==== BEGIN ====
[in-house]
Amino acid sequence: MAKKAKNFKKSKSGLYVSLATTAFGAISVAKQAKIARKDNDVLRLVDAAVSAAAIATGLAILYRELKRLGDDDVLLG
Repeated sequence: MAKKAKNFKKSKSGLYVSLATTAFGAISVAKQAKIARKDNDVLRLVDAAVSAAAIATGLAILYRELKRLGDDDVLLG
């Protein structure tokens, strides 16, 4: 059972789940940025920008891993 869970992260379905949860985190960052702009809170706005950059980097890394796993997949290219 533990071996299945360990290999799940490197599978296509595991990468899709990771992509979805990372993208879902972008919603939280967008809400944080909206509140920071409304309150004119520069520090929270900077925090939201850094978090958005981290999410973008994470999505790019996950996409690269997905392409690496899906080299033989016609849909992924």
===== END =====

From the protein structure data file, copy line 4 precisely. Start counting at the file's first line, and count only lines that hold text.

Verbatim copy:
């Protein structure tokens, strides 16, 4: 059972789940940025920008891993 869970992260379905949860985190960052702009809170706005950059980097890394796993997949290219 533990071996299945360990290999799940490197599978296509595991990468899709990771992509979805990372993208879902972008919603939280967008809400944080909206509140920071409304309150004119520069520090929270900077925090939201850094978090958005981290999410973008994470999505790019996950996409690269997905392409690496899906080299033989016609849909992924």